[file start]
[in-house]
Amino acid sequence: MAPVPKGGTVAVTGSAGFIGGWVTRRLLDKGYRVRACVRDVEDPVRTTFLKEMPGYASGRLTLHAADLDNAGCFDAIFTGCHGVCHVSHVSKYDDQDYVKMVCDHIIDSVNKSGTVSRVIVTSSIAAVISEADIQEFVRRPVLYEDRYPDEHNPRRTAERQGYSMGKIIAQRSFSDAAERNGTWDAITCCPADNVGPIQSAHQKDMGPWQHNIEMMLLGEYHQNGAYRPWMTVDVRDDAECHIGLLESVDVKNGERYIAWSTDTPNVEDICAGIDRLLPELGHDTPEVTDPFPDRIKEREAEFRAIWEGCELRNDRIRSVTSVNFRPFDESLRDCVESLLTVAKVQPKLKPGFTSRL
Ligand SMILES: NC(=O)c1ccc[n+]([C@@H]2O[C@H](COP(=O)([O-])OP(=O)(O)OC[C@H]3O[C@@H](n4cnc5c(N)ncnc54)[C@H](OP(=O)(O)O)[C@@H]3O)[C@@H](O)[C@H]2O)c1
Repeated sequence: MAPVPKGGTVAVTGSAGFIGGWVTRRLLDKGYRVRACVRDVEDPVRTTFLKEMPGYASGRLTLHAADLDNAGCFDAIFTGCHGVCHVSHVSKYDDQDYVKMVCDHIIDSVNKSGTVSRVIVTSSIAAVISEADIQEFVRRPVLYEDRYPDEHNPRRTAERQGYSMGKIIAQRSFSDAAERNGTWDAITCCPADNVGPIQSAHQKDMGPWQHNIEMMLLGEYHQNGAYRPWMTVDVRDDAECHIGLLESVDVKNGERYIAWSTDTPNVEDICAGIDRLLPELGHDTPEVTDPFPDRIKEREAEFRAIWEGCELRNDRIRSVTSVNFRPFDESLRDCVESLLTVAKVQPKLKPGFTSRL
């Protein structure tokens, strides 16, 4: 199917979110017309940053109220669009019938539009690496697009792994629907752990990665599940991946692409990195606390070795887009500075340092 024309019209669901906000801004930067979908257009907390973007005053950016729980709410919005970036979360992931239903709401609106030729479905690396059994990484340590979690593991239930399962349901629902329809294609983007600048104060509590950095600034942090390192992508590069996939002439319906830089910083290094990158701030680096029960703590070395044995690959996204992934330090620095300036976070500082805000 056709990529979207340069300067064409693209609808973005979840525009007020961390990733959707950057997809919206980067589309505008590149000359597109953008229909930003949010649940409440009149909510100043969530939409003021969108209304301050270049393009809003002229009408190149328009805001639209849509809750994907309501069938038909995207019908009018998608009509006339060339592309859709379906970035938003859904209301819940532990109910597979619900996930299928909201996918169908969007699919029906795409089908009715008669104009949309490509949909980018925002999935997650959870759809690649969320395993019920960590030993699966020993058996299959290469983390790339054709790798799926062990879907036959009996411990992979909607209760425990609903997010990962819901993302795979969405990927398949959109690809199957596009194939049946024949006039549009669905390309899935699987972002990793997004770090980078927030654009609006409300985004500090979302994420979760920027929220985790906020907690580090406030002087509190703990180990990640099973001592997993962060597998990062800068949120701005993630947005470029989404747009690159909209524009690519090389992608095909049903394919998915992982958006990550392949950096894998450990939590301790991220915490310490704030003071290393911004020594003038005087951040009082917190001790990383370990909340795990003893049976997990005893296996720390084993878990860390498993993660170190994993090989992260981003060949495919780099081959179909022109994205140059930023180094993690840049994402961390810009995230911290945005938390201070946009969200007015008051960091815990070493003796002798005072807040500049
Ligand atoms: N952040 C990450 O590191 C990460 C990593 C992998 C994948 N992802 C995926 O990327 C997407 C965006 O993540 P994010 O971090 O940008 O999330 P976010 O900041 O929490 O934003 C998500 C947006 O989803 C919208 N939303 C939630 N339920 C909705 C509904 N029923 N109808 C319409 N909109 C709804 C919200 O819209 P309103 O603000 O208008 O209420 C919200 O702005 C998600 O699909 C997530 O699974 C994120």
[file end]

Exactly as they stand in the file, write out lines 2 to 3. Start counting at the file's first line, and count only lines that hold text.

Amino acid sequence: MAPVPKGGTVAVTGSAGFIGGWVTRRLLDKGYRVRACVRDVEDPVRTTFLKEMPGYASGRLTLHAADLDNAGCFDAIFTGCHGVCHVSHVSKYDDQDYVKMVCDHIIDSVNKSGTVSRVIVTSSIAAVISEADIQEFVRRPVLYEDRYPDEHNPRRTAERQGYSMGKIIAQRSFSDAAERNGTWDAITCCPADNVGPIQSAHQKDMGPWQHNIEMMLLGEYHQNGAYRPWMTVDVRDDAECHIGLLESVDVKNGERYIAWSTDTPNVEDICAGIDRLLPELGHDTPEVTDPFPDRIKEREAEFRAIWEGCELRNDRIRSVTSVNFRPFDESLRDCVESLLTVAKVQPKLKPGFTSRL
Ligand SMILES: NC(=O)c1ccc[n+]([C@@H]2O[C@H](COP(=O)([O-])OP(=O)(O)OC[C@H]3O[C@@H](n4cnc5c(N)ncnc54)[C@H](OP(=O)(O)O)[C@@H]3O)[C@@H](O)[C@H]2O)c1